February 10, 2016 | By NACE Staff
TAGS: salaries, trends and predictions, graduate students, spotlight
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Engineering graduates are expected to be the highest paid at the master's degree level for the Class of 2016, according to results of NACE's Winter 2016 Salary Survey.
Meanwhile, computer science majors have the top projected salary at the doctoral level.
The average overall salary projection for Class of 2016 engineering graduates at the master's degree level is $73,871, up from the projected $69,698 for Class of 2015 graduates. (See Figure 1.)
This year's computer science graduates follow closely with an overall average salary projection of $72,080—1.3 percent higher than the projected average of $71,140 for the Class of 2015.
Business majors earning master's degrees are also seeing a higher average salary projection this year—$71,663, an increase of 5.5 percent from last year's average of $67,890.
However, the projected average salaries for both communications and social science majors are down. Class of 2016 communications majors at the master's degree level are expected to earn $55,727 (compared to $59,130 projected for 2015 master's degree grads); among social sciences majors, the average salary is projected at $52,333, down from $54,816.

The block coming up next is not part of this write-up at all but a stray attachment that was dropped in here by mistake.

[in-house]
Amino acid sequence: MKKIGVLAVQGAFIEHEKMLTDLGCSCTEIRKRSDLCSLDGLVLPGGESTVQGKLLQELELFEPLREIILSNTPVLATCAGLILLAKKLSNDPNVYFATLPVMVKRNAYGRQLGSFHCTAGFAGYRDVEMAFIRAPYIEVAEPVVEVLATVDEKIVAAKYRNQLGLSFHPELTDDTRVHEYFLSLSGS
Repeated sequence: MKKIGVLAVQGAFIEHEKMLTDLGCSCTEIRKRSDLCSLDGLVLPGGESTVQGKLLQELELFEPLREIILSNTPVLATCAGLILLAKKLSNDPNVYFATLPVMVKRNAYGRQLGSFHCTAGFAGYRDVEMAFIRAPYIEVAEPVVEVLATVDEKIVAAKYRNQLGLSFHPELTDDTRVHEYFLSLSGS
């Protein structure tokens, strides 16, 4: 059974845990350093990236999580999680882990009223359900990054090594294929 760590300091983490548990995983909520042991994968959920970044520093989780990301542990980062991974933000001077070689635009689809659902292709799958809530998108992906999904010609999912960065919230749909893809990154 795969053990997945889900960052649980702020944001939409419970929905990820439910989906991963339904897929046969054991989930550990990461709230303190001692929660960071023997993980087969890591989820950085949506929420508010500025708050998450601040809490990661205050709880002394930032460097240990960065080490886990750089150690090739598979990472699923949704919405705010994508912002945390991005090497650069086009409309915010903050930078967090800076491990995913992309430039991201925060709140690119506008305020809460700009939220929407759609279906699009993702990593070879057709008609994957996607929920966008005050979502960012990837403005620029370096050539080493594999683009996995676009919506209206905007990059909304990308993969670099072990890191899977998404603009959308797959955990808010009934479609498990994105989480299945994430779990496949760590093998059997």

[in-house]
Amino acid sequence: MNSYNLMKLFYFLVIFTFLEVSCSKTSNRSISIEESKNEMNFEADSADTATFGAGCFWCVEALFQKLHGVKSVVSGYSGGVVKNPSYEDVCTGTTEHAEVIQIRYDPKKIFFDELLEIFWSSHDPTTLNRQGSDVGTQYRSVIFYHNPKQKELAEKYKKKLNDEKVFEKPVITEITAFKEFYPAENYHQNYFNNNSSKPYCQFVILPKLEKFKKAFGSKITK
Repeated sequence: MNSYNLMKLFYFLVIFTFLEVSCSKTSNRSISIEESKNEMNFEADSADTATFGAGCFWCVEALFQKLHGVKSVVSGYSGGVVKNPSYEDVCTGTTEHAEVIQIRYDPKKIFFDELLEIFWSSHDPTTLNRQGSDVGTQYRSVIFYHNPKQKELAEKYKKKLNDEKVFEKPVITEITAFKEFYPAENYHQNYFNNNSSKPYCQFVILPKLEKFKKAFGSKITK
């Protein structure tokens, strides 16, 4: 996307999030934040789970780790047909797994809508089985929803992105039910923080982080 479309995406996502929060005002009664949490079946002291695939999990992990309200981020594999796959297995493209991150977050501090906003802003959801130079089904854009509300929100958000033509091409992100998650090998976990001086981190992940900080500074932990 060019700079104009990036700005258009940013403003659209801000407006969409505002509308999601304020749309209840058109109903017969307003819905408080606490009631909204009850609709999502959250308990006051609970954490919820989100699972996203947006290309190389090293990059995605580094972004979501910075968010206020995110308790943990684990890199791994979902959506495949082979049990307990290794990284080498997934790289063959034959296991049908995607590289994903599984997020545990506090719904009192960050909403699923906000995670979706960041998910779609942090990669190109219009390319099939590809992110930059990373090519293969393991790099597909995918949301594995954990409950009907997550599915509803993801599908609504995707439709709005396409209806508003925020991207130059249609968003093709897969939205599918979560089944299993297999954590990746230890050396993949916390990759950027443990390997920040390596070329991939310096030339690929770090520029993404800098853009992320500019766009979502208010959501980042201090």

At the doctoral degree level, all four of the categories reported here are projected to see increases over last year's salaries.
Computer science majors are expected to pull in the highest overall salary—$101,324. (See Figure 2.) That's a 7.8 percent increase over the projection of $94,000 for 2015 computer science graduates at the doctoral level.
Data contained in NACE's Winter 2016 Salary Survey were obtained from August 5, 2015, through November 6, 2015. The Winter 2016 Salary Survey is available to members in MyNACE. An executive summary report is available at www.naceweb.org/salary-resources/salary-survey.aspx.
Final starting salary data for the Class of 2015 will be available in the Spring 2016 Salary Survey.
Figure 1: Projected average salaries by discipline, master's degrees
Figure 2: Projected average salaries by discipline, doctoral degrees
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Percent of Class of 2016 bachelor’s degree grads employed or pursuing more education
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